The book proceeds with anecdotes and observations. I found Tanizaki's exposition quiet (though others may disagree on this point -- I did not read much into the nationalistic sentiments others find so prevalent in this book), interesting, and congenial. My only regret in the book was with its size (it is merely over 50 pages). It would have been great if the text appeared instead as a chapter in a collection of essays by Tanizaki.
6 of 6 people found the following review helpful
on September 14, 2009
A cri-de-coeur against the mindless adoption of modern things. I'm sure Tanizaki would be the first one to admit the useful benefits of many modern inventions--he essentially says as much in this book itself--but that does not mean that we have to accept every modern thing without question. When you go to a lake in a valley for the purpose of moon viewing, having floods of spotlights on the lake does not enhance the experience; neither does having pop music blaring from speakers. Japanese laquerware was made for the effect it hase by candlelight--the flecks of gold glow out from amid the black laquer in an ethereal way. (The same, by the way, is true of church icons, and the stupidity of churches that use floods of electric lights is beyond expression.)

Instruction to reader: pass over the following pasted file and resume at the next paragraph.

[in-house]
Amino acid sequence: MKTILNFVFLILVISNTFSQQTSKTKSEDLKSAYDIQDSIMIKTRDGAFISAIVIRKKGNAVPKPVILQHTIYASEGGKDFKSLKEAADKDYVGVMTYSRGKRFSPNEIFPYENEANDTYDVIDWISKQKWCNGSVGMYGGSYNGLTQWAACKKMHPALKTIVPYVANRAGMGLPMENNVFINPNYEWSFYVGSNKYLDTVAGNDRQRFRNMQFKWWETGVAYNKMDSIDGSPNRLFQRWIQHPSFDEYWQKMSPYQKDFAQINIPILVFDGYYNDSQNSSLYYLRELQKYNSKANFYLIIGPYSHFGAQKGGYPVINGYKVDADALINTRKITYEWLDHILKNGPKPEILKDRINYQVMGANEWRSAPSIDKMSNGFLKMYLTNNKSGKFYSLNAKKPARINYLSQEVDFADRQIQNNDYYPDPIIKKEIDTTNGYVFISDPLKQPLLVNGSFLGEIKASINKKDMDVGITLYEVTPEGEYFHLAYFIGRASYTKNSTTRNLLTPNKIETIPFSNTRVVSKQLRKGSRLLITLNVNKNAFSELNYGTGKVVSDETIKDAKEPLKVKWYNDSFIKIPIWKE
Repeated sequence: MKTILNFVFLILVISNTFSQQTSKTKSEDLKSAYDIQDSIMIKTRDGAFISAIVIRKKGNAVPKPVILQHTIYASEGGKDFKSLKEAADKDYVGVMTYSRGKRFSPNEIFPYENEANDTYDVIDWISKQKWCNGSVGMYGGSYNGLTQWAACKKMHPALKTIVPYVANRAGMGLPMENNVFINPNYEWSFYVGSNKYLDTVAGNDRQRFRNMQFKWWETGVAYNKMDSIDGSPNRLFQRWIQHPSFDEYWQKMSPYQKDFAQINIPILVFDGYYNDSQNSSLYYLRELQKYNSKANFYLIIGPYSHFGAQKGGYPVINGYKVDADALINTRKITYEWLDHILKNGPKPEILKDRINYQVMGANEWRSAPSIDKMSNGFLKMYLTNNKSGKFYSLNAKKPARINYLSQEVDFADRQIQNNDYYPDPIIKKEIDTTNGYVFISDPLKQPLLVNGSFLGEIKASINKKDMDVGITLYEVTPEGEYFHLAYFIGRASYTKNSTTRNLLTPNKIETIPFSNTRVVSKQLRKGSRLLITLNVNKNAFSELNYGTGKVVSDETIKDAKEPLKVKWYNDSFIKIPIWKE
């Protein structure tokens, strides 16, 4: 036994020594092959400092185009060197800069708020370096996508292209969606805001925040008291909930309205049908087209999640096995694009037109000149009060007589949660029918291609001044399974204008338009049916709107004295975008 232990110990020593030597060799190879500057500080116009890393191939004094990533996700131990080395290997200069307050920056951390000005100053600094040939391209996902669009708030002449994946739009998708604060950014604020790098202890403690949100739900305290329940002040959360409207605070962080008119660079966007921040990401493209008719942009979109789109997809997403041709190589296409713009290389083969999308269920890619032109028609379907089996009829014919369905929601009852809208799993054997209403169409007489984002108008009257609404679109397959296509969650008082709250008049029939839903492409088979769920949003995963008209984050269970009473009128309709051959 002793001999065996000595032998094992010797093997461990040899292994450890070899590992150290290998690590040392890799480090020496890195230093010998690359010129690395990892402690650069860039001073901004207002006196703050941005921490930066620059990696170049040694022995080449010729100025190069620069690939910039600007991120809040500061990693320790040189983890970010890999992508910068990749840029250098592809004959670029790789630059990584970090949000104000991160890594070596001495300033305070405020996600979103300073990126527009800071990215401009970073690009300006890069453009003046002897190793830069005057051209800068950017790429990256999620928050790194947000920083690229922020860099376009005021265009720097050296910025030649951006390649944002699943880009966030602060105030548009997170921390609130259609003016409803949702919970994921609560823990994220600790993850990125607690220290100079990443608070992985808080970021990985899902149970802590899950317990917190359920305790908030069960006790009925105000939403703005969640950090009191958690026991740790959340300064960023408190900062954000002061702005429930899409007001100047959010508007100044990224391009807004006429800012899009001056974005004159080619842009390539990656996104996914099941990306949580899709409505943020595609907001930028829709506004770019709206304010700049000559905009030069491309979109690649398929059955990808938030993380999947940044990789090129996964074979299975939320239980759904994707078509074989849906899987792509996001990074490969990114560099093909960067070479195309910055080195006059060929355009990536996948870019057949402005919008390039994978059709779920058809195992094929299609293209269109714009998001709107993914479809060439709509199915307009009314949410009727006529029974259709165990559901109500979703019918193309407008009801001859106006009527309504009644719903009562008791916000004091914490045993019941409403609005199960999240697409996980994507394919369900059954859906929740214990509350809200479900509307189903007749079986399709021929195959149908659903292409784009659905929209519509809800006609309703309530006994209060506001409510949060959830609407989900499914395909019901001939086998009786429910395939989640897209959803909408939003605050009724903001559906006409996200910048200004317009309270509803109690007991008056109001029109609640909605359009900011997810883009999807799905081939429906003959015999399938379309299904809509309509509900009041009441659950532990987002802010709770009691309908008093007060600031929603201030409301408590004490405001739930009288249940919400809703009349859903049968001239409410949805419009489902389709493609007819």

A major problem in the discussion of modern Asian cultures is the way in which two distinct things--the conflict between modernity and tradition, and that between native culture and the West--are often treated as if they were the same thing. Since the West was largely the vehicle by which modernity was introduced to Japan and the rest of Asia, that is perhaps unavoidable. To have developed modernity on your own, as the west did, is quite different from having it thrust upon you from outside. Tanizaki generally does the same thing, but at least he is aware of the difference. His discussion of what modern inventions might have been like had Asians invented them--would the fountain pen perhaps have had a brush for a tip?--is interesting, if somewhat unconvincing. Surely, if a "fountain-pen-brush" had been useful or feasible, someone would have invented one by now!